Here are the most important news, trends and analysis that investors need to start their trading day:
1. Futures sold out after the Fed’s Powell confused the markets
Pedestrians walk past the NASDAQ MarketSite in Times Square in New York City.
Eric Thayer | Reuters
U.S. stock futures were mixed on Friday, a day after a day’s sell-off in the market following hawkish comments from Federal Reserve Chairman Jerome Powell that wiped out a strong morning gain. The rise in bond yields, which continued on Friday, hit the Nasdaq particularly hard on Thursday, with the tech index falling 2% for the second consecutive session with big losses. The Nasdaq remained in a sharp correction and was close to bear market territory, as defined by a 20% or more drop from recent highs. The index last closed at a record high in November.
2. Bond yields skyrocket as hawkish Powell confirms recent Fed chatter
Jerome Powell, Chairman of the US Federal Reserve, attends the National Business Economics Association Economic Policy Conference in Washington, DC, USA, March 21, 2022.
Yasin Ozturk | Anadolu Agency | Getty Images
Reference The 10-year Treasury yield approached 3% on Friday as the short end of the yield curve hit a 5-year high at that level as Powell confirmed what many other Fed officials have been saying lately that interest rates could will have to increase at a faster pace to fight inflation. During an International Monetary Fund panel on Thursday, moderated by CNBC’s Sarah Eisen, the Fed chief said “50 basis points will be discussed at the May meeting.” The central bank raised rates by 25 basis points at its March meeting, the first increase in more than three years. The market is expecting rate hikes at each of the remaining six meetings in 2022.
3. Gap stock falls as outlook cuts and Old Navy CEO leaves
Traffic passes Old Navy and GAP stores in Times Square on March 1, 2019 in New York City.
Drew Angerer | Getty Images
Stock Gap fell about 15% in premarket trading on Friday, the morning after the clothing retailer cut its growth forecast due to increased competition and additional promotions. The company also announced that the CEO of its Old Navy division, Nancy Green, is leaving her post. Besides Old Navy and its eponymous brand, Gap is also behind the Banana Republic and Athleta lines. Gap said it will provide an updated guidance for fiscal 2022 when it reports quarterly results scheduled for May 26.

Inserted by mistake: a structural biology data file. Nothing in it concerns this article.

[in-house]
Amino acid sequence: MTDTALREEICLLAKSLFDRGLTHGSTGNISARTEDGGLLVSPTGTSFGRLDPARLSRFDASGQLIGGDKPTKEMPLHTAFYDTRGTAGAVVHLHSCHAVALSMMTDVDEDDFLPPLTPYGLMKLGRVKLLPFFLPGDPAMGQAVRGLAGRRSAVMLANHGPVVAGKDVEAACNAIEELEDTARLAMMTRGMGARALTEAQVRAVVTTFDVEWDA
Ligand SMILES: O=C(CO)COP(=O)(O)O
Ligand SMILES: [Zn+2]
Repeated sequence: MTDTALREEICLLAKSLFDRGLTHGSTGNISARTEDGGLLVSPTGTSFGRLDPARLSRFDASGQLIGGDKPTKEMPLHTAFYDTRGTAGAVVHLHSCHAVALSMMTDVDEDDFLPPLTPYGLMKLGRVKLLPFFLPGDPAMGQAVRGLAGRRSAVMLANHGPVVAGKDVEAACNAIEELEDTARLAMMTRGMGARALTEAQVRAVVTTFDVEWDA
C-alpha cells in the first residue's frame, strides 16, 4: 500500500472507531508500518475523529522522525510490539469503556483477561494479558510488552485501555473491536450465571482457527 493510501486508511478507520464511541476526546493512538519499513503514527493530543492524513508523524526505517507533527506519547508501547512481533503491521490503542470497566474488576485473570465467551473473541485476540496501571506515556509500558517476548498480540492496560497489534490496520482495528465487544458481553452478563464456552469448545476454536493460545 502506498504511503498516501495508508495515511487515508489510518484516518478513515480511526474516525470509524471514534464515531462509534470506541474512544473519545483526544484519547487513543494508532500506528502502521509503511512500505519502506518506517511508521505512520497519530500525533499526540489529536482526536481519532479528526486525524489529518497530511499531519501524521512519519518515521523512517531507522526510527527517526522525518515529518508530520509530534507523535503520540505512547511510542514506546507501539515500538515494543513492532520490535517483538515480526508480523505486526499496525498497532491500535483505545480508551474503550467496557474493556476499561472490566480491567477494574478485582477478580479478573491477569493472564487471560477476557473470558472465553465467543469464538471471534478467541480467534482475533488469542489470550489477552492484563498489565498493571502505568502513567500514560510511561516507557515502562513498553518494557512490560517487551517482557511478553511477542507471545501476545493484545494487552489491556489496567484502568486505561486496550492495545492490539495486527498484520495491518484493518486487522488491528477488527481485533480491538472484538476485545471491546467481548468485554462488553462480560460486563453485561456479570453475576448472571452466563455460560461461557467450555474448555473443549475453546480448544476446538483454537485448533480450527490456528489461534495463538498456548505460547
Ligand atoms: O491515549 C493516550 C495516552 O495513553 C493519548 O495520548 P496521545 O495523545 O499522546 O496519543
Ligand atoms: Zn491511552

4. CNN+ will close on April 30, just one month after launch.
Jeep Wrangler Rubicon on the open track during the International Auto Show press preview at the Jacob Javits Convention Center in New York on April 13, 2022.
Timothy A. Clary | AFP | Getty Images
Warner Bros. Discovery is shutting down CNN+ at the end of the month, just weeks after launching its standalone streaming news service. The company said that customers will receive a pro rata refund of subscription fees. CNN+ had less than 10,000 daily active viewers in the two weeks after launch. The service rolled out just before the formerly WarnerMedia division of AT&T and Discovery completed their merger on April 8. Warner Bros. Discovery+ with other programs from WarnerMedia.
5. Florida Republicans vote to dissolve the Disney Special District.
Disney employee Nicholas Maldonado holds a sign during a protest outside Walt Disney World on March 22, 2022 in Orlando, Florida. Employees are going on strike today to protest the Walt Disney Co. to a controversial Florida law known as the Don’t Say Gay Bill.
Octavio Jones | News Getty Images | Getty Images
Republican-led Florida Legislature passed—and sent to Governor Ron DeSantis—a special district dissolution bill that allows the Walt Disney Company to exercise self-government within the outer boundaries of Orange and Osceola counties. DeSantis, widely regarded as a contender for the 2024 Republican presidential nomination, is embroiled in a bitter feud with Disney over the entertainment giant’s denunciation of Florida’s so-called “Don’t Say Gay” law, which restricts early childhood education of sexual orientation or gender. identity.
— CNBC Yoon Lee, Jeff Cox, Peter Shaknow, Lauren Thomas, Alex Sherman and Sarah Whitten contributed to this report.
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